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Publication numberUS5744268 A
Publication typeGrant
Application numberUS 08/780,266
Publication dateApr 28, 1998
Filing dateJan 8, 1997
Priority dateSep 6, 1996
Fee statusLapsed
Publication number08780266, 780266, US 5744268 A, US 5744268A, US-A-5744268, US5744268 A, US5744268A
InventorsShuji Nakao
Original AssigneeMitsubishi Denki Kabushiki Kaisha
Export CitationBiBTeX, EndNote, RefMan
External Links: USPTO, USPTO Assignment, Espacenet
Phase shift mask, method of manufacturing a phase shift mask and method of forming a pattern with phase shift mask
US 5744268 A
Abstract
A surface of a transparent substrate is exposed at a first light transmission region Ta1, a semi-shield film is formed on the surface of the transparent substrate at a second light transmission region Ta2, a trench is formed at the surface of the transparent substrate at a third light transmission region Tn1, the semi-shield film and a phase shifter layer are layered on the surface of the transparent substrate at a fourth light transmission region Tn2, and the semi-shield film, the phase shifter layer and a shield film are layered on the surface of the transparent substrate at a shield region S. Thereby, hole patterns at a fine pitch can be precisely formed at a photoresist of a positive type by an exposure apparatus using a reduced number of a mask and having a simple structure.
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Claims(7)
What is claimed is:
1. A phase shift mask comprising:
a substrate having first, second, third and fourth light transmission regions allowing transmission of exposure light therethrough, having a shield region interrupting exposure light, and provided at a main surface of said third light transmission region with a trench such that a phase of the exposure light transmitted through said third light transmission region is different from that of the exposure light transmitted through said first and second light transmission regions;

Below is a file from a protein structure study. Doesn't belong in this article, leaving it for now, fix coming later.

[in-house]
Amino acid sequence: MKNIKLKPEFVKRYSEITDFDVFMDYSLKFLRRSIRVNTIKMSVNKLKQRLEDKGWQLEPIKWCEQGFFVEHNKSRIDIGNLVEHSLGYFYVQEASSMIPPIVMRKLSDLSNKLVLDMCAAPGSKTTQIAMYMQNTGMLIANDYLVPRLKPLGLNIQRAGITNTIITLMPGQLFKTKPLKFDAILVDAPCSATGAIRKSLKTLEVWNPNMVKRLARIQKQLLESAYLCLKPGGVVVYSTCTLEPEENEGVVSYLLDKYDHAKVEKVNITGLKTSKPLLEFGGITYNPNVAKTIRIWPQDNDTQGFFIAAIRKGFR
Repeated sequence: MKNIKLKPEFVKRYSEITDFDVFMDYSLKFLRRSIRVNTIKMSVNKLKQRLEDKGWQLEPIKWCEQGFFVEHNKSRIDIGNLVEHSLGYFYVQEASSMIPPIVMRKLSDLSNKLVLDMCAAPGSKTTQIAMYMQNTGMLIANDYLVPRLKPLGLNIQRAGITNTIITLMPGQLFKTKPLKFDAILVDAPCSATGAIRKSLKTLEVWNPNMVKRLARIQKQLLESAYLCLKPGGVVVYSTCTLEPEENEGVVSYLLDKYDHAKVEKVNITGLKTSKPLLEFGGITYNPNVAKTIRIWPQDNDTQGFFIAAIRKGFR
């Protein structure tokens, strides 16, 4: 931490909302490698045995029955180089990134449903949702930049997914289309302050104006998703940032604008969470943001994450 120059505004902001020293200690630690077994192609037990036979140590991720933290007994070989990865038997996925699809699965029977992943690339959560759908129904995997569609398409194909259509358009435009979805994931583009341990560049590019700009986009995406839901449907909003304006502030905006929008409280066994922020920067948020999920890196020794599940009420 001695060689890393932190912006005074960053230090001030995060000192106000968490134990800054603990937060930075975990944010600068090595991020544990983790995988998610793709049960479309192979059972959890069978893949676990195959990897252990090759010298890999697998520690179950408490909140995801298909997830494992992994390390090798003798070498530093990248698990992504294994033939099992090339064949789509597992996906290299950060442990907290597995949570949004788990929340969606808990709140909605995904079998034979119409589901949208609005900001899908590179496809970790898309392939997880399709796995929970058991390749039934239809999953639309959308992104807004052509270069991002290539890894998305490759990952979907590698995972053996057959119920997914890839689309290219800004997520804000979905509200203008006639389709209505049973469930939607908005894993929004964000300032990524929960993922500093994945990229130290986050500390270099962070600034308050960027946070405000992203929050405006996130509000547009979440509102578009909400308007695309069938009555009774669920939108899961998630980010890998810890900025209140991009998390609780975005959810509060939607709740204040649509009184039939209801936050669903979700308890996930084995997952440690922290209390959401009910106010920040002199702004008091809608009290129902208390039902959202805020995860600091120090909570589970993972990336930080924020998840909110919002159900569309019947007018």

a semi-shield film formed on the main surface of said substrate for damping the intensity of the exposure light, covering said second and fourth light transmission regions, and exposing said first and third light transmission regions;
a phase shift film formed on the main surface of said substrate, covering said fourth light transmission region and exposing said first, second and third light transmission regions for setting a phase of the exposure light transmitted through said fourth light transmission region to be different from that of the exposure light transmitted through said first and second light transmission regions and to be substantially equal to that of the exposure light transmitted through said third light transmission region; and
a shield film formed on the main surface of said substrate, covering said shield region and exposing said first, second, third and fourth light transmission regions.
2. The phase shift mask according to claim 1, wherein
said semi-shield film and said phase shift film are formed on the main surface of said substrate at said shield region.
3. The phase shift mask according to claim 1, wherein
the main surface of said substrate has first and second plane regions each having a substantially square planar shape;
four shield regions spaced from each other are formed at four corners of said first plane region;
said second light transmission region is arranged at each of areas extending along the four sides defining the planar shape of said first plane region, respectively, and located between said shield regions;